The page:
posted by RonButNotStupid at 7:45 PM on February 10, 2012 [1 favorite]

A sawhorse/workbench like this is actually the most useful for me, because I use it with all the other tools I own.
posted by annsunny at 8:37 PM on February 10, 2012

For the occasional bit of woodwork, hand tools can be more economical and more satisfying to use than power tools.
A miter box and back saw for example will allow you to do reasonably precise bits of joinery, like replacing moldings or framing a window, without having to spend a lot on a seldom used power miter saw. You can often pick up old but perfectly useful old hand tools at flea markets and second hand stores. They're also fun to collect, if you don't *ahem* get carried away.
posted by islander at 8:55 PM on February 10, 2012

My rule is to not buy a tool until I need it.

What works for me may not work for you as we may have different priorities and different stuff to fix.

For example, are you going to:
- build cabinets or furniture (circular saw, saw guide, workhorses, clamps, perhaps a plane)
- finish furniture (palm and detail sanders, shop vac, good bristle brushes)
- paint and drywall (A sawzall, a shop vac, a drywall screening attachment for the vac, a 12" knife and a 4" knife, good taklon brushes)
- tile a bathroom (a tile cutter, a trowel for thinset, a float for grout)
- install baseboard and trim (compound sliding mitre saw, air compressor, brad nailer)
- build a deck or patio (shovels, rakes, buckets, circular saw, impact driver)
- do electrical work (volt stick, plug tester, screwdrivers, lineman's pliers, wire stripper)
- plumb a sink (propane torch, pipe cutter, sandpaper---copper---or crimp tool and pipe shears---pex, assortment of monkey wrenches)
- do bicycle maintenance (metric box wrenches, hex drivers, laser cut cone wrenches, third hand, cable cutters, spoke wrenches)

A basic set of hand tools will do most household jobs. Power tools are for larger jobs, where you'll be doing the same motion over and over, flooring, decking, drywall, trim, for example. For handtools, I look for lifetime-guaranteed manufacturers: Sears, Estwing, Canadian Tire. You can't go wrong there.
posted by bonehead at 9:10 PM on February 10, 2012 [2 favorites]

Unless you are buying cordless tools, always check your local Craigslist for tools. You can often pick up good quality handtools really cheap. Right now (unfortunately) there are a lot of out of work construction guys and companies selling off their tools. You can make a good deal. when working around the house on bigger projects a corded drill is really nice. No battery issues and usually way more power. A good quality jig saw and circular saw is well worth it (dewalt is a find brand btw, just don't buy the cheap ryobi/harbor freight stuff). Fine Homebuilding has all kinds of tool guides (and a subscription to this magazine is well worth spending some of the money on). If you have a used bookstore in town check out and see if the they have some time life books on home improvement and tools (I have found the most useful books to be the how to use tools books, not specific how to books). Good screws/fasteners are money well spent. I have found an air compressor to be very useful for a lot of different tools (automotive and household). A pin nailer is the best time saver for putting up trim and finish carpentry ever invented. A miter saw is great and a better buy for most household diy projects over a table saw, unless you want to make furniture than it might be worth it. I am getting along just fine with a sliding miter saw (dewalt btw) and a good router and table (porter-cable and kregs). Best bet is buy good hammer, measuring tools, screw drivers, hand saw(s) and save the rest for what you need for the next project.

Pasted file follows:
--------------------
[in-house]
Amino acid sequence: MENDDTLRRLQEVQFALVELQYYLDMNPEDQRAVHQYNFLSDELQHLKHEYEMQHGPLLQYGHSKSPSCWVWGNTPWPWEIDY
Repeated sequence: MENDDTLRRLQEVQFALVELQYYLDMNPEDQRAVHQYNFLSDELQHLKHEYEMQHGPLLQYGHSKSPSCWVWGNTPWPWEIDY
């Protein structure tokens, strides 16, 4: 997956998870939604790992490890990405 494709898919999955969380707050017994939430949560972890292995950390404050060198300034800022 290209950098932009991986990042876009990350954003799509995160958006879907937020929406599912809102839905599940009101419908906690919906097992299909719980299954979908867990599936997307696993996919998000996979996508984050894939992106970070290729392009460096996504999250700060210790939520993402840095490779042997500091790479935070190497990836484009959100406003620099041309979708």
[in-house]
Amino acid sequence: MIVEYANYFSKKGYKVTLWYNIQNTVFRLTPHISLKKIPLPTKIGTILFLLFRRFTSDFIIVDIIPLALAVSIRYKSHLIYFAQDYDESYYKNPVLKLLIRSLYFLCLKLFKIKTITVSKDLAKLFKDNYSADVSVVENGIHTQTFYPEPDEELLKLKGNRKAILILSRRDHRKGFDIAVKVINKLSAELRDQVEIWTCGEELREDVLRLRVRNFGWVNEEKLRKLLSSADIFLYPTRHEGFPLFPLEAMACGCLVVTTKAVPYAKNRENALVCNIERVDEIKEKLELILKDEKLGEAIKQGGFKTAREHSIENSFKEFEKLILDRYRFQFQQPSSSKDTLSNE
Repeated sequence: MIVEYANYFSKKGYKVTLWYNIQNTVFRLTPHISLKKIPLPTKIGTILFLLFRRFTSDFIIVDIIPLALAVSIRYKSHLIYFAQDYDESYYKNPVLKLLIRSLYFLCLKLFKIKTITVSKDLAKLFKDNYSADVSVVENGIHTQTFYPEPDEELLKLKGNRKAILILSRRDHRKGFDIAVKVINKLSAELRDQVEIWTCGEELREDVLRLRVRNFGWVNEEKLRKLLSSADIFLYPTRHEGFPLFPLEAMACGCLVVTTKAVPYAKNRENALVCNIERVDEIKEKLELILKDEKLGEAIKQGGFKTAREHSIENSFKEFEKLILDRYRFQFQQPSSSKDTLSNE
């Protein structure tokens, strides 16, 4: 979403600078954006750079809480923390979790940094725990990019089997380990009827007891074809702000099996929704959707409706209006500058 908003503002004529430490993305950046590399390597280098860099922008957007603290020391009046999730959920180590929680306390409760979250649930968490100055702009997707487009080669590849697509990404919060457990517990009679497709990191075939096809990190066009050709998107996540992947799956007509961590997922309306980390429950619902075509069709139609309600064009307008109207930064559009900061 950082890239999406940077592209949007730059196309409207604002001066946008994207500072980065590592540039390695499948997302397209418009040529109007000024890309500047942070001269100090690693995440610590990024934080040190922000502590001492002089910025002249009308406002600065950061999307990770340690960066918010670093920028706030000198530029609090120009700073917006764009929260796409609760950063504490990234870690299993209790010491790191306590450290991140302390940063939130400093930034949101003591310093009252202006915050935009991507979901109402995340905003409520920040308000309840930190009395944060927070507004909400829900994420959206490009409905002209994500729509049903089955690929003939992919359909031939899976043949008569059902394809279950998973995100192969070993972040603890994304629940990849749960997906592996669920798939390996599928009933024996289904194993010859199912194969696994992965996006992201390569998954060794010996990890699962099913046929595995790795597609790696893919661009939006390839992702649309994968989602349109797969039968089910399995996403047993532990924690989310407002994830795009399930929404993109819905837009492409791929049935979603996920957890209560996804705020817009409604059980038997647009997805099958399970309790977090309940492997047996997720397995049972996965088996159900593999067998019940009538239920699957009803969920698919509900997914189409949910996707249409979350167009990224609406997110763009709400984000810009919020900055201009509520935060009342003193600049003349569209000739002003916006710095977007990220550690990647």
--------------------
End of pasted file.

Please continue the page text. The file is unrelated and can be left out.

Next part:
posted by bartonlong at 9:20 PM on February 10, 2012

Without a doubt, the most insanely useful beyond-the-basics tool investment I've made is a quality reciprocating saw (I got a factory refurb Milwakee). I've used it everwhere from cutting holes in plaster walls to cutting metal bolts and sheets to cutting firewood. Get a couple of specialty blades and it's amazing what you can do.
posted by kjs3 at 9:35 PM on February 10, 2012

A block plane, a set of chisels (1/4, 1/2, 3/4 and 1"), maybe a #5 jack plane, a sharpening jig, and a water store. I'd advise getting old planes via ebay and cleaning them up - there's roughly a zillion web pages on how to do this out there.

I've seen lots of people doing seriously dangerous shit with a circular say trying to get things just so. The right answer is to cut it a hair oversized and plane it until it's perfect.
posted by Kid Charlemagne at 9:47 PM on February 10, 2012

I agree that you should buy tools as your projects dictate. I could recommend five useful plumbing tools--but are you going to do any plumbing work? People stock up their garages with huge sets of tools they never use. I see them at estate sales all the time, with no visible use.

That said, a decent cordless drill and a set of bits is useful for nearly any job. Get one with a spare battery and not one that is friggin' huge and heavy, 12 volts max.
posted by LarryC at 10:57 PM on February 10, 2012

"I've got a pretty basic set: some pliers, wrenches, screwdrivers, hammer, level, socket wrenches, tape measures, and a cordless drill."

I agree that for the most part buy tools as you think you need them. However I think your basic set is still missing some useful every day tools:
Staple gun that handles brads: $40.
A decent set of chisels for paring wood. $40-$100
A super cheap set of chisels for when you want to knock the mortor off a brick or otherwise abuse a sharpish edge : $6.